Some of us were lucky enough to have moms or dads build treehouses for us – for the rest of us, there’s Benjamin Jones. The artist recently brought his colorful TreeHouse made of sustainable materials to Governor’s Island in NYC for the annual Figment Festival and it was an instant hit with kids and adults alike! We wanted to know more about the inspiration behind the arboreal home’s recycled design so we caught up with Benjamin to ask him everything from where he sourced his supplies to what cool interactive art projects he’ll be hatching next. Read on to see what he shared with us – including the real reason he decided to go for building the treehouse (read: a girl)!
Inhabitat: What was your inspiration for the TreeHouse?
Benjamin: I was actually asked by Figment to do the TreeHouse, the Governors Island people had suggested it and Figment came to me, because I had done work there in the past. I was excited to do it – who wouldn’t want to build a treehouse of their dreams? However, I was unsure about it because of grad school. How was I going to get through thesis semester and build a huge treehouse?Well, I had just started dating someone at the time, and I thought it would really impress her to build her a treehouse. So, I figured out a way to both do grad school and a treehouse by combining the two.
Inhabitat: Why did you choose to work with recycled materials instead of simply going to Home Depot and purchasing new lumber?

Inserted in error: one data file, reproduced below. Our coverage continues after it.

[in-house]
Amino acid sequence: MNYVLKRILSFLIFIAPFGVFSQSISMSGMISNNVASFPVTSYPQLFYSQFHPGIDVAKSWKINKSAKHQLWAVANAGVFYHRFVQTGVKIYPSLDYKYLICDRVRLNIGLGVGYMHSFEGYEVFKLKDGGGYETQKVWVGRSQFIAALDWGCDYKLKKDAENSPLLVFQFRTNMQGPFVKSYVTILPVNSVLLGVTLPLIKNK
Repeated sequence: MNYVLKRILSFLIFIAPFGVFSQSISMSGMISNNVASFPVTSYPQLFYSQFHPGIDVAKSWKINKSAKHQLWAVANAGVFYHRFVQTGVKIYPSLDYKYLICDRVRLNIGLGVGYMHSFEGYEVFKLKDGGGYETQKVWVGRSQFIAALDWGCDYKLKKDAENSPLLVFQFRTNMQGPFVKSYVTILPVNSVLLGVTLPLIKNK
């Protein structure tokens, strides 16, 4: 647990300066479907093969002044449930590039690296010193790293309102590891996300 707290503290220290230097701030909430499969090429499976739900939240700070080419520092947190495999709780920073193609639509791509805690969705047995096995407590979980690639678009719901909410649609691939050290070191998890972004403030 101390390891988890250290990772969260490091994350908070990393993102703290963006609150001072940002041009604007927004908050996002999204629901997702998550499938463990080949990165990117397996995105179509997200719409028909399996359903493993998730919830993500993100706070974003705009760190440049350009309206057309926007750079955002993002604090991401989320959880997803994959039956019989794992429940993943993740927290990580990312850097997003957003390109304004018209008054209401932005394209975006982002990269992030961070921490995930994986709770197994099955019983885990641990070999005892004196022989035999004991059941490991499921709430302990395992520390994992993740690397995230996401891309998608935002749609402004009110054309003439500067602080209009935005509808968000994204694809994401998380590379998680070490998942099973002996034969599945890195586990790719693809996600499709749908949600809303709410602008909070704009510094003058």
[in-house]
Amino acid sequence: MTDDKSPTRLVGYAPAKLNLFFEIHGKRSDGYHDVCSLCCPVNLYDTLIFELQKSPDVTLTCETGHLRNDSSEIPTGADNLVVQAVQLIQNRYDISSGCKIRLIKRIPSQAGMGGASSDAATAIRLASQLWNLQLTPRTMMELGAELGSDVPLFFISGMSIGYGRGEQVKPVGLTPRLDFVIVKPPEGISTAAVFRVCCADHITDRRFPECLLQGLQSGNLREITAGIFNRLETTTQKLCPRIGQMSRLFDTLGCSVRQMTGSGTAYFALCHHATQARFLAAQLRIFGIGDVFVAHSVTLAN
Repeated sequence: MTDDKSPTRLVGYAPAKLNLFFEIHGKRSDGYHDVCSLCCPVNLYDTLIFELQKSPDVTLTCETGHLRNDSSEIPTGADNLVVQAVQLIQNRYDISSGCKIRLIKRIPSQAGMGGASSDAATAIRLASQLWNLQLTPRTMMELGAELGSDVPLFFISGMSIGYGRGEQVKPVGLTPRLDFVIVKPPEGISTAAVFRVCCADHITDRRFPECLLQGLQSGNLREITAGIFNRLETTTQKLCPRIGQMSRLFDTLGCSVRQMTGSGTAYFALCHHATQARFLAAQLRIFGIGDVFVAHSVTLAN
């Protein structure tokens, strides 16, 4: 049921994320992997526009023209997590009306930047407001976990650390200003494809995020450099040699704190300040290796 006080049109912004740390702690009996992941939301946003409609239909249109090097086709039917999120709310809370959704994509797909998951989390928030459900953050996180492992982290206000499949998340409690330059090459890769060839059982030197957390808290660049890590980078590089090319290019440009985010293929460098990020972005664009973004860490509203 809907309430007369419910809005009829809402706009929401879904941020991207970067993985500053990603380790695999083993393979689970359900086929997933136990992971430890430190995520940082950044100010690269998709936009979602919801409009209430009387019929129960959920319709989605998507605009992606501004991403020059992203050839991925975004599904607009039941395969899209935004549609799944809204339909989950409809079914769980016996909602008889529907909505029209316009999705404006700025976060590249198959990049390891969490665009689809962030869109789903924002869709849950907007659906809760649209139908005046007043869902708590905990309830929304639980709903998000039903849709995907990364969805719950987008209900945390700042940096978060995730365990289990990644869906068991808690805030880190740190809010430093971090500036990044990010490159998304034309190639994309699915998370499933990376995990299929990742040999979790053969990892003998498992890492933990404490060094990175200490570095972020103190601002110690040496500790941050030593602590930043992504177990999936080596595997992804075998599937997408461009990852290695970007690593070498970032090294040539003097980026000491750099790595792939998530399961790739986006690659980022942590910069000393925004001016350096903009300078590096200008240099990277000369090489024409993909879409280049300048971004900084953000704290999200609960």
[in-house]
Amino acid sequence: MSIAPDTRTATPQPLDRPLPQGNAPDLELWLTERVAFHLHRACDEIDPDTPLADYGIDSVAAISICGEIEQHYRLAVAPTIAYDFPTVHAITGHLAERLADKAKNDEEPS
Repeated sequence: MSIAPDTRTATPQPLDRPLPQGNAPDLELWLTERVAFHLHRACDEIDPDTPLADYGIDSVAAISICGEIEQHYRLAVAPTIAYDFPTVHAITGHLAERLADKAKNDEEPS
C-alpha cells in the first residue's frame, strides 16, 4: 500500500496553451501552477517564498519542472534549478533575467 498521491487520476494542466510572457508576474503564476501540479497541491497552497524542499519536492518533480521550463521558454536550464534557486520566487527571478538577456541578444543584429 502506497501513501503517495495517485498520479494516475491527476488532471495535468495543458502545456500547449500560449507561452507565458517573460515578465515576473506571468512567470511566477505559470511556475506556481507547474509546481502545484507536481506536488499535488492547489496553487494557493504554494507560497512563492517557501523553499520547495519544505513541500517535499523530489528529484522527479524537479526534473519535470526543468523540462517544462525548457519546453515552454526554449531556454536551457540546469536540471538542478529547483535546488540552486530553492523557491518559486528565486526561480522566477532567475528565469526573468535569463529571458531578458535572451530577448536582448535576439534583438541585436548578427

Benjamin: Many reasons. First, I’m the son of an antique dealer, so I grew up around junk, well expensive junk, so I’ve always had an affinity towards old stuff. There’s a certain quality about old wood that you just can’t get with the new stuff. Second, I started working with reclaimed stuff because I was broke, I needed materials and collecting junk off the street seemed like a good place to get it. Plus, when you’re a kid and you’re building a treehouse, you use what you can find and drag it out to the woods. You don’t go to Home Depot. Last, it’s just better for the environment – why use a new thing when something already exists that will work?
Note: the whole structure wasn’t reclaimed material. The major structural stuff was FSC rate lumber. New, but sustainable.
Inhabitat: Where did you gather the materials for the TreeHouse?
Benjamin: The street. I’m always looking in the garbage for good materials. My neighborhood (Crown Heights) seems to be a great source of stuff that people just throw away. I check for bed bugs of course, and have a steamer I use to make sure it’s not an issue. I also sourced a lot of stuff from Build It Green! NYC. They are a non-for-profit re-seller of reclaimed materials. It’s a great source for any kind of construction material and some really cool stuff. I sourced all the doors from BIG, a total of 35 doors in total.
Inhabitat: Many people think that working with recycled materials is much more difficult than working with new. Was that your experience? What were some of the advantages to working with recycled materials that people might not realize?
Benjamin: Not recycled, reclaimed. It is a little tougher to work with, it’s not all standard sizes and sometimes the piece you thought would work somewhere doesn’t. So you change this or that to make it work. I think the main advantage of reclaimed materials is cost. It’s a lot cheaper to use discarded things than new ones. The second is aesthetic. Old furniture and hardware have certain je ne se quoi about them. If the walls of the treehouse were plywood or drywall, it wouldn’t look nearly as cool.
Inhabitat: What are some of your favorite places in NYC to shop for used/secondhand/reclaimed materials?
Benjamin: Build It Green! NYC. Also, stoop sales and the garbage, of course.